Fountain of Youth
Live long and well with doctor's tips
Researchers believe the first person who will live to celebrate his or her 150th birthday has already been born.
In fact, within the next 50 years, advances in medicine and wellness will make living that long the norm, not the exception, the experts say.
“Life expectancy has more than doubled over the past 200 years and recent research suggests it has yet to reach a peak,” Dr. Charlotte Morehouse, an aging expert in Minneapolis, Minnesota, told the Herald-Guide.
“I won’t live to be 150. But my five-year-old daughter might.
“Barring an accident or health condition, most children born today can expect life spans running up to or surpassing 100 years.”
As Morehouse notes, adults living today aren’t likely to reach 150.
But there are things you can do that will increase your life expectancy, at least a little, and also the quality of your life at any age.
Here, from the expert, are 10 strategies that can help you live longer:
1. Exercise regularly.
Keeping fit is the secret of youth. Even 30 minutes of regular gentle exercise three times per week, such as walking or swimming, can add years to your life expectancy.
An intriguing British study found that for an over-50 man or woman who has never taken part in physical activity a brisk 30-minute walk three times a week can "basically reverse your physiological age by about 10 years." Not exercising can knock off five years.
2. Live dangerously.
Mild sunburn, a glass of wine and some low-level radiation sounds like a recipe for disaster, but many researchers believe that small doses of " stressors" can reverse the aging process.
It seems that mild exposure to certain harmful agents can trigger the body's natural repair mechanisms.
Sometimes the mechanisms overcompensate, treating unrelated damage - "rejuvenating" as well as repairing it.
Hormeosis could stretch the average healthy life span to 90.
3. Take a class.
A study found that adding only one extra year in education could increase your life expectancy by a year and a half.
4. Eat the right foods.
Certain foods retard aging and may increase life expectancy.
Green leafy vegetables such as spinach and broccoli are rich in antioxidants and beta-carotene.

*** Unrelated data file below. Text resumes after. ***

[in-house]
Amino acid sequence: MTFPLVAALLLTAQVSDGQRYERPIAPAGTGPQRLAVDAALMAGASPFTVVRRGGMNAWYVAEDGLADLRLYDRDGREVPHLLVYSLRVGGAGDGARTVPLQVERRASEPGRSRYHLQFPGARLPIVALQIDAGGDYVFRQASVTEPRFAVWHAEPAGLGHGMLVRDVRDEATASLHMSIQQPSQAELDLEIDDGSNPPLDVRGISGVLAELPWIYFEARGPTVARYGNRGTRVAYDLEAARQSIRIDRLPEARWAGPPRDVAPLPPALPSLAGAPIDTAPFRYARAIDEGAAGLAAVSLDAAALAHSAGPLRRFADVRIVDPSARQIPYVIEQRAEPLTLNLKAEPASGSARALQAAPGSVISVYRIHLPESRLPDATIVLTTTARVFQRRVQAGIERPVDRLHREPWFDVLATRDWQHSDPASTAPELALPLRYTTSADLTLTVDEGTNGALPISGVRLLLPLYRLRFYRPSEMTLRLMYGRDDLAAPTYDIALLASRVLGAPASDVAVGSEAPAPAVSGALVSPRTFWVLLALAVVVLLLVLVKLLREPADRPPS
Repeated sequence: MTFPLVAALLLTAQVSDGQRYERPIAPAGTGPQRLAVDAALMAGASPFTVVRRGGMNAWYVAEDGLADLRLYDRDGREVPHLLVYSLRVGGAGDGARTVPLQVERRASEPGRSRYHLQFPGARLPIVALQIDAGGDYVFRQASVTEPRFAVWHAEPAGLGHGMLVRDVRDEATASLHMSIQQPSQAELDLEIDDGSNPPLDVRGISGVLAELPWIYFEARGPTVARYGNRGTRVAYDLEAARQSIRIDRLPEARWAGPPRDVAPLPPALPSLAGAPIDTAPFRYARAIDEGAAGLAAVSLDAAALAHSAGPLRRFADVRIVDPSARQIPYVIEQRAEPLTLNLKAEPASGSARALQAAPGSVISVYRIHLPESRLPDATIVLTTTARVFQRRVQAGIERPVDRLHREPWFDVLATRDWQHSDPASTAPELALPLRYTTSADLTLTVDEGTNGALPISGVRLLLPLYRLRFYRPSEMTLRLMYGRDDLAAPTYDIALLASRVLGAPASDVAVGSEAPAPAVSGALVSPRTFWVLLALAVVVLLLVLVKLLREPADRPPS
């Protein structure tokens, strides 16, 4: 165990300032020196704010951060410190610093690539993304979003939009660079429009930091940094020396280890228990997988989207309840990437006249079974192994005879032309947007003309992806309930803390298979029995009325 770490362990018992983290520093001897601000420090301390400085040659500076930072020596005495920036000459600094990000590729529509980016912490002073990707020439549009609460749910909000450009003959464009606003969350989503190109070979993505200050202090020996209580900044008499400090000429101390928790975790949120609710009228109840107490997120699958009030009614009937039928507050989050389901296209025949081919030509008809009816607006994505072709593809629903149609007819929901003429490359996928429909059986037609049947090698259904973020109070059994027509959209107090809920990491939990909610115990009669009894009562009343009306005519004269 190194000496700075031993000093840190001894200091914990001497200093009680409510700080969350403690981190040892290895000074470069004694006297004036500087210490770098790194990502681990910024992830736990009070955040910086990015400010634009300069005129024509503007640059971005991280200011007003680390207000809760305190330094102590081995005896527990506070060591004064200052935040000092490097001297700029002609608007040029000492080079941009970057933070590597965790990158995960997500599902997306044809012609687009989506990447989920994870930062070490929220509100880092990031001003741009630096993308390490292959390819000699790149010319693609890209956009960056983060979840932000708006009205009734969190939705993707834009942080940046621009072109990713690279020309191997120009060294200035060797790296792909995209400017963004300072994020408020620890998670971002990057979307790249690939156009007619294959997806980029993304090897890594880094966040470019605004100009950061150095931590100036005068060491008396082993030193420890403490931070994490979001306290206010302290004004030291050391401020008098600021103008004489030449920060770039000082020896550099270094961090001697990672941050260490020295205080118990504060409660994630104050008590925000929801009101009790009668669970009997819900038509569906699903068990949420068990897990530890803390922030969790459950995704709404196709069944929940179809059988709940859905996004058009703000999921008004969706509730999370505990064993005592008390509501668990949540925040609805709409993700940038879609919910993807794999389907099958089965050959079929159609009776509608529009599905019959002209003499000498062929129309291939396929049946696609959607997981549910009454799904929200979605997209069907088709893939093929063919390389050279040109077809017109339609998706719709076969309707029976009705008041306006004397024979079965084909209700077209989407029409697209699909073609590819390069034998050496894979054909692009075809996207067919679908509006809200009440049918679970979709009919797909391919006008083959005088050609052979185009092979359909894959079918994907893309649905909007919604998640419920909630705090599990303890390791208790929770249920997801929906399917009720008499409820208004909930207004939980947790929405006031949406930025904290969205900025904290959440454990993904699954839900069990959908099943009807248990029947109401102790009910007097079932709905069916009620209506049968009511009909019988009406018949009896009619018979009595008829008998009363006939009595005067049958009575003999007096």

Diets high in fruit, vegetables, fiber and Omega-3 oils, and low in fat may prevent high blood pressure and heart disease.
Eating cooked tomatoes daily can slash your risk of heart disease by 30 per cent, found research at Harvard.
5. Challenge yourself.
An active mind is as important as an active body.
Studies show that you can boost your immune system and delay the onset of conditions from depression to dementia by keeping your brain engaged and stimulated.
The University of California, Berkeley, found in a study that rats given problems to solve and toys to play with lived 50 per cent longer than bored rats.
6. Take time to enjoy your life.
Good relationships are the key to longevity. Social contact staves off depression, stress and boosts the development of the brain and immune system.
Most research shows that people with family, friends, partners or pets, live longer than those who don't.
Also, marriage is a good idea if you want to live a long time. It adds an average of seven years to the life of a man, and two to a woman.
7. Indulge yourself.
Chocolate acts as a natural antidepressant, wine contains anti-oxidants, and laughing is good for your immunity.
8. Find God - and friends.
It's official: religion pays off - and not just in the after-life.
Hundreds of studies have indicated that people who are religious are healthier than their faithless counterparts - and live an average of seven years longer.
9. Reduce your calories.
By reducing your calorie intake between 10 and 60 percent you can extend life expectancy by lowering your metabolism and the production of harmful free radicals.
One study reported that participants who ate 25 per cent less for three months had lower levels of insulin in their blood, a reduced body temperature and less DNA damage.
10. Get your health checked.
Stay ahead of life-threatening illnesses with regular checkups, which are relatively inexpensive and sometimes even free if you watch for health fairs and clinic promotions.
Questions? Comments? Email Derek Clontz at firstname.lastname@example.org or call him at 985-758-2795.
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